This option doesn't have any effect if the disk is flawless.

       -P, --no-progress-bar
	      Don't show progress bars.

       -v, --verbose
	      More output.

       -V, --version
	      Print the version number of ntfsresize and exit.

       -h, --help
	      Display help and exit.

       The exit code is 0 on success, non-zero otherwise.

       No reliability problem is known. If you need help please try the Ntfsresize FAQ first (see
       below) and if you don't find your answer then send your question, comment or bug report to
       the development team:

       There  are  a  few very rarely met restrictions at present: filesystems having unknown bad
       sectors, relocation of the first MFT extent and resizing into the middle of a $MFTMirr ex-
       tent  aren't  supported yet. These cases are detected and resizing is restricted to a safe
       size or the closest safe size is displayed.

       Ntfsresize schedules an NTFS consistency check and after the first boot into  Windows  you
       must  see  chkdsk  running  on a blue background. This is intentional and no need to worry
       about it.  Windows may force a quick reboot after the consistency check.   Moreover  after
       repartitioning  your disk and depending on the hardware configuration, the Windows message
       System Settings Change may also appear. Just acknowledge it and reboot again.

       The disk geometry handling semantic (HDIO_GETGEO ioctl) has changed in an incompatible way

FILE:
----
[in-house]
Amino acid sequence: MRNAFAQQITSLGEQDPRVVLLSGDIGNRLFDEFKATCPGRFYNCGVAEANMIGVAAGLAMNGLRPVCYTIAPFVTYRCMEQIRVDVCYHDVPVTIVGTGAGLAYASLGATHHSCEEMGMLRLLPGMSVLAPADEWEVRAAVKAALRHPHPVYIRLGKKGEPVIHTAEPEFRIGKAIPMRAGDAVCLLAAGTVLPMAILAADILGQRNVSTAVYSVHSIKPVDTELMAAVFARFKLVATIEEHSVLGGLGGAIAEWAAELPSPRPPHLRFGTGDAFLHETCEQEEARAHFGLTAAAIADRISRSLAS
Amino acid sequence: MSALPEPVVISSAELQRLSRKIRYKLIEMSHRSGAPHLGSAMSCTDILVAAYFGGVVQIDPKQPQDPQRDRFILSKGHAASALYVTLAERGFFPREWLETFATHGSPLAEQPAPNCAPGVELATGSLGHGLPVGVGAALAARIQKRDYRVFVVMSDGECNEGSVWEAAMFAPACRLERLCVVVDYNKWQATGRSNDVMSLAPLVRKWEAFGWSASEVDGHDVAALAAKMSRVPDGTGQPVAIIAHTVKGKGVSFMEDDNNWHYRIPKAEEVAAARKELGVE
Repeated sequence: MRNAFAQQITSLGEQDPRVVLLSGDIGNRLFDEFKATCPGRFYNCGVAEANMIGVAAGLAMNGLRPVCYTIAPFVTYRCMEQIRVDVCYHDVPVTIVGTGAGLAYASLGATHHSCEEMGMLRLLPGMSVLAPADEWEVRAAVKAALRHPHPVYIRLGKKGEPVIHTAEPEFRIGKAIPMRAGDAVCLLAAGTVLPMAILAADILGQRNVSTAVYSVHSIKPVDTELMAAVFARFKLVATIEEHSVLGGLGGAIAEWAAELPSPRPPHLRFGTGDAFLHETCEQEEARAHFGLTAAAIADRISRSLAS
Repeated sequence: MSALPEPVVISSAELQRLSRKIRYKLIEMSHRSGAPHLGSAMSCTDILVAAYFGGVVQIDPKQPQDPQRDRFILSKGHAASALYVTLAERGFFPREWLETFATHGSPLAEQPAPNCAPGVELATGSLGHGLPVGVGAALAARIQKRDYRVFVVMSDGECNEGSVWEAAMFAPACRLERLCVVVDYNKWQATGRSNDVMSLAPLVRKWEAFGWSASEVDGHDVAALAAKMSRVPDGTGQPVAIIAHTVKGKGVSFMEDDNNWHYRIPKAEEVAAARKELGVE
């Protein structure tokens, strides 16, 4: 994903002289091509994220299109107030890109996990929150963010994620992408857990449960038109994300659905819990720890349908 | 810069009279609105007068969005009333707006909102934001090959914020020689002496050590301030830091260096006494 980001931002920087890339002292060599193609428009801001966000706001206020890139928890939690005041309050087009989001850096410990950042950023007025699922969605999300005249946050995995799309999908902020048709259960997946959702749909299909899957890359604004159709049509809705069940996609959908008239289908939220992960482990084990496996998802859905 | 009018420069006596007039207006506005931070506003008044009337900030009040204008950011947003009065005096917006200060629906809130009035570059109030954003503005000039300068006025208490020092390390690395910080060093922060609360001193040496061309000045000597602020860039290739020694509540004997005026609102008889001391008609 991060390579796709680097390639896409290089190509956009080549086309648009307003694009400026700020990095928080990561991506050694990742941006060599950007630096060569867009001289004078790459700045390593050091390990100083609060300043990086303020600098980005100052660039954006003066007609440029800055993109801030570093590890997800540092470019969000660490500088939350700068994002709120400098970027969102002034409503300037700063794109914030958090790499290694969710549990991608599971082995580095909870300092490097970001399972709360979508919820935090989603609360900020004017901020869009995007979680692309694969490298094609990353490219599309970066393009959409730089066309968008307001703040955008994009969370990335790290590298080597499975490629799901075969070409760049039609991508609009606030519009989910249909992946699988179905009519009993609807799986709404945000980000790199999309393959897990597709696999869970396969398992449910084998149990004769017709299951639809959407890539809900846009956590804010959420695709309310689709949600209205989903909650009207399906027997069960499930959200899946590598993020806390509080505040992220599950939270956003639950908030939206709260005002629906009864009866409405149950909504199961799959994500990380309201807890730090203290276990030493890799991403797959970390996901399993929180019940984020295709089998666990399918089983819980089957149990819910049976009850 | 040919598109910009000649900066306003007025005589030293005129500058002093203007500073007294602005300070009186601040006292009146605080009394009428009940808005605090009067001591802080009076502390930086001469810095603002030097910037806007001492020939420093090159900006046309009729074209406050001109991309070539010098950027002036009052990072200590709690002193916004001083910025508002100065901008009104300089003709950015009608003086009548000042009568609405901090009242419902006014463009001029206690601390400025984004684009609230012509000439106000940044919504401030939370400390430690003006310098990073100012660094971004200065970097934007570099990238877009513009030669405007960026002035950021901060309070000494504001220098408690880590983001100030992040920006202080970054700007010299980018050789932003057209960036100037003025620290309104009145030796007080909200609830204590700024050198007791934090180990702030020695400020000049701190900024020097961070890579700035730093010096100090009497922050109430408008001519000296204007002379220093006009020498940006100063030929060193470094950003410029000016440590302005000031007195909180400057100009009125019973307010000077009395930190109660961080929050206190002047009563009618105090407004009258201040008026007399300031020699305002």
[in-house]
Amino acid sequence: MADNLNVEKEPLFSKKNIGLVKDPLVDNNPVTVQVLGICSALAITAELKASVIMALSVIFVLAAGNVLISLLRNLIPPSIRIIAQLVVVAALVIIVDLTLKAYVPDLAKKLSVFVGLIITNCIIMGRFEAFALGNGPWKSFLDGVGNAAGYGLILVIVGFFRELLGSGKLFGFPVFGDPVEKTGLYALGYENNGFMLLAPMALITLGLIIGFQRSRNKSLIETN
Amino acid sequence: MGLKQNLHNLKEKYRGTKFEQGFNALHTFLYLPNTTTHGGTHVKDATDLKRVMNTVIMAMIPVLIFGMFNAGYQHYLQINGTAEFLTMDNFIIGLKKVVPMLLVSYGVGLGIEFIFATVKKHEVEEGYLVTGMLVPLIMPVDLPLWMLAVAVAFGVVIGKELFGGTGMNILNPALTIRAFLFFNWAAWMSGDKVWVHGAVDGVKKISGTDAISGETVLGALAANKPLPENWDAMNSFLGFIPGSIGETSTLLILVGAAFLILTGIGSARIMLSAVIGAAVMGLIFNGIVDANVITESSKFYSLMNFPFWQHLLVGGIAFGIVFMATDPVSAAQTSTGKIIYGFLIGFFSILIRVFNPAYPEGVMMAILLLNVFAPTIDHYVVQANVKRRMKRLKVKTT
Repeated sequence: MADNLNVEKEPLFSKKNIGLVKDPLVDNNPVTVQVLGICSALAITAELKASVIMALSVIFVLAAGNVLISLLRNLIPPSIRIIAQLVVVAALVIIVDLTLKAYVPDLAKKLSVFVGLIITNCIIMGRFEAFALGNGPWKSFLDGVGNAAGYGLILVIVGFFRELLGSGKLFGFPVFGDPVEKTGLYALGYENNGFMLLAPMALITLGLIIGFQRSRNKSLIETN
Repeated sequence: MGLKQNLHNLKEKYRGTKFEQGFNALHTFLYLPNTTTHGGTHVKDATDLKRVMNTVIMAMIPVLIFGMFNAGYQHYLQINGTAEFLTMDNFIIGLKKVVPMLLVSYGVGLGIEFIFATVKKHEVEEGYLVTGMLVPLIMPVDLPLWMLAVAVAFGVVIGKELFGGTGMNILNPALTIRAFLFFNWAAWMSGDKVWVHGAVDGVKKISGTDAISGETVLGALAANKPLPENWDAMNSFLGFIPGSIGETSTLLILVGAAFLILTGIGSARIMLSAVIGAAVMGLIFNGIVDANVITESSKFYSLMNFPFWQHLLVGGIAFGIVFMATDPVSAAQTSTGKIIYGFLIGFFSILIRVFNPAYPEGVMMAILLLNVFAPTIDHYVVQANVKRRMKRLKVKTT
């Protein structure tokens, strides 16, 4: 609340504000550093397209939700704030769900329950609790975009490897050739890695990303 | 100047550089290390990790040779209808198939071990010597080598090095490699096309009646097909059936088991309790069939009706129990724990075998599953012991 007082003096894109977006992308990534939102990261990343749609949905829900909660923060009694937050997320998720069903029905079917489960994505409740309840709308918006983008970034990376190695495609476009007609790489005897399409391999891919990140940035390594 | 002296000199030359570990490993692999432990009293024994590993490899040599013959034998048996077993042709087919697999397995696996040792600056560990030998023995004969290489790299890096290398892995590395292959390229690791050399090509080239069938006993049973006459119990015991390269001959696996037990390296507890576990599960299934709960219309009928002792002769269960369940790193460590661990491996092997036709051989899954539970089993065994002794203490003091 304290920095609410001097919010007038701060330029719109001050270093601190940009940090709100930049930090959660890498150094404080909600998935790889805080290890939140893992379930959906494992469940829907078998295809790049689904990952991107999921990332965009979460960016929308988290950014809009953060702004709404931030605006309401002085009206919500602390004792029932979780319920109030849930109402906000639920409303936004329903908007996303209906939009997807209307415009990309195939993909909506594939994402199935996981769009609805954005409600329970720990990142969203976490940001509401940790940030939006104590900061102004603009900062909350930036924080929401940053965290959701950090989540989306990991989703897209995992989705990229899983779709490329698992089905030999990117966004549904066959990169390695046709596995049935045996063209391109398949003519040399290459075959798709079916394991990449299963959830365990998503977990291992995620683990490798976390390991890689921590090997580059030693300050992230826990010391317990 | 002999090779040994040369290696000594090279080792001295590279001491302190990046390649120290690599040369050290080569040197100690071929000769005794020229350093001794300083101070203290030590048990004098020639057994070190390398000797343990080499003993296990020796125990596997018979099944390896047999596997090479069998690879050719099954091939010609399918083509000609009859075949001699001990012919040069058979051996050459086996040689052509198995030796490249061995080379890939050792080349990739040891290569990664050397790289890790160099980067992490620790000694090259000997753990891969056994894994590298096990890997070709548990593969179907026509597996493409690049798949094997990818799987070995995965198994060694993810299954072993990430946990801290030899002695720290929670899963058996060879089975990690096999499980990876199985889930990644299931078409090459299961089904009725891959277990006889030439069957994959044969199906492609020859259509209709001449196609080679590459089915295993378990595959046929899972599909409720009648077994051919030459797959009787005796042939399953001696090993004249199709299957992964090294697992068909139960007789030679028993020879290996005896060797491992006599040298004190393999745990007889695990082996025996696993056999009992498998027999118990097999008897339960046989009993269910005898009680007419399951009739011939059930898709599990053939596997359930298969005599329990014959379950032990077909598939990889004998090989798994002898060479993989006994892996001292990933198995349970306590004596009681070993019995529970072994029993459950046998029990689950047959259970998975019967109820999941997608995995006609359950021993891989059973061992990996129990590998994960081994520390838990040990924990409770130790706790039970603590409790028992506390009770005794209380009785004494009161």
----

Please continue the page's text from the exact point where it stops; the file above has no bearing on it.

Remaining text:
in  Linux 2.6 kernels and this triggered multitudinous partition table corruptions result-
       ing in unbootable Windows systems, even if NTFS was consistent, if parted(8) was  involved
       in  some  way. This problem was often attributed to ntfsresize but in fact it's completely
       independent of NTFS thus ntfsresize. Moreover ntfsresize never touches the partition table
       at  all.  By  changing the 'Disk Access Mode' to LBA in the BIOS makes booting work again,
       most of the time. You can find more information about this issue  in  the  Troubleshooting
       section of the below referred Ntfsresize FAQ.

       ntfsresize  was written by Szabolcs Szakacsits, with contributions from Anton Altaparmakov
       and Richard Russon.  It was ported to ntfs-3g by Erik Larsson and Jean-Pierre Andre.

       Many thanks to Anton Altaparmakov and Richard Russon for libntfs, the excellent documenta-
       tion  and  comments,  to  Gergely Madarasz, Dewey M. Sasser and Miguel Lastra and his col-
       leagues at the University of Granada for their continuous and highly valuable  help,  fur-
       thermore  to  Erik Meade, Martin Fick, Sandro Hawke, Dave Croal, Lorrin Nelson, Geert Hen-
       drickx, Robert Bjorkman and Richard Burdick for beta testing the  relocation  support,  to
       Florian	Eyben, Fritz Oppliger, Richard Ebling, Sid-Ahmed Touati, Jan Kiszka, Benjamin Re-
       delings, Christopher Haney, Ryan Durk, Ralf Beyer, Scott Hansen, Alan Evans for the valued
       contributions and to Theodore Ts'o whose resize2fs(8) man page originally formed the basis
       of this page.

       ntfsresize is part of the ntfs-3g package and is available from:

       Ntfsresize related news, example of usage, troubleshooting, statically linked  binary  and
       FAQ (frequently asked questions) are maintained at:

       fdisk(8), cfdisk(8), sfdisk(8), parted(8), evms(8), ntfsclone(8), mkntfs(8), ntfsprogs(8)

ntfs-3g 2011.4.12AR.4			  February 2006 			    NTFSRESIZE(8)